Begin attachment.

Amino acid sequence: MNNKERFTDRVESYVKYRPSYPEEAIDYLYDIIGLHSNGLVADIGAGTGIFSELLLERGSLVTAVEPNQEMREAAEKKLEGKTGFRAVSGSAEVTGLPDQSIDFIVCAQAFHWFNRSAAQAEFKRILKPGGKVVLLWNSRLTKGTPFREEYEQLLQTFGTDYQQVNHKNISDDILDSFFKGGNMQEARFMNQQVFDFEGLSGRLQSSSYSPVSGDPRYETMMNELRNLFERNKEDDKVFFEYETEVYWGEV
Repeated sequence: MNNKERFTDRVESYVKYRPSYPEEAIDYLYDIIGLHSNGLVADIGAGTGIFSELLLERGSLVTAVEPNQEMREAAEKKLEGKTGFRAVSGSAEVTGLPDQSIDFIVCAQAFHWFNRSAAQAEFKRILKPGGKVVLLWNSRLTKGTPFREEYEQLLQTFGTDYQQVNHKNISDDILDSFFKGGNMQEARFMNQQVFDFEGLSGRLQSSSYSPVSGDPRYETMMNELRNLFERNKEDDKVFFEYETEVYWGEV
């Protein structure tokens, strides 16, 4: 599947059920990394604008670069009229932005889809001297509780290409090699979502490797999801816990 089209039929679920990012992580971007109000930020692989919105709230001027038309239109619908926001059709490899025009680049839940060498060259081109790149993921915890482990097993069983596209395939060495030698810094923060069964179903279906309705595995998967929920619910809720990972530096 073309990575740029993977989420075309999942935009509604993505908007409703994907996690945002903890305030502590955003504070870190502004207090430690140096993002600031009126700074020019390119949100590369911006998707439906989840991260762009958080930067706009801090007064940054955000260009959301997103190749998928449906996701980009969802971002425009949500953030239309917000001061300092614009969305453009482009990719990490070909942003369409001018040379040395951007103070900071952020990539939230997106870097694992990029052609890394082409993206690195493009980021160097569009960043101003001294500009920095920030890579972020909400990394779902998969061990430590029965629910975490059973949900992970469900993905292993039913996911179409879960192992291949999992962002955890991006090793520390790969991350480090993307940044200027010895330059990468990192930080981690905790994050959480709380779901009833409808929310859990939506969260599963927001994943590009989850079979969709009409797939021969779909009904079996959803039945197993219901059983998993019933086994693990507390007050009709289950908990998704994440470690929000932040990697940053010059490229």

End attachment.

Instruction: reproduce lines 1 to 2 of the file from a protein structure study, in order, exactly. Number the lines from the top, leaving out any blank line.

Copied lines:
Amino acid sequence: MNNKERFTDRVESYVKYRPSYPEEAIDYLYDIIGLHSNGLVADIGAGTGIFSELLLERGSLVTAVEPNQEMREAAEKKLEGKTGFRAVSGSAEVTGLPDQSIDFIVCAQAFHWFNRSAAQAEFKRILKPGGKVVLLWNSRLTKGTPFREEYEQLLQTFGTDYQQVNHKNISDDILDSFFKGGNMQEARFMNQQVFDFEGLSGRLQSSSYSPVSGDPRYETMMNELRNLFERNKEDDKVFFEYETEVYWGEV
Repeated sequence: MNNKERFTDRVESYVKYRPSYPEEAIDYLYDIIGLHSNGLVADIGAGTGIFSELLLERGSLVTAVEPNQEMREAAEKKLEGKTGFRAVSGSAEVTGLPDQSIDFIVCAQAFHWFNRSAAQAEFKRILKPGGKVVLLWNSRLTKGTPFREEYEQLLQTFGTDYQQVNHKNISDDILDSFFKGGNMQEARFMNQQVFDFEGLSGRLQSSSYSPVSGDPRYETMMNELRNLFERNKEDDKVFFEYETEVYWGEV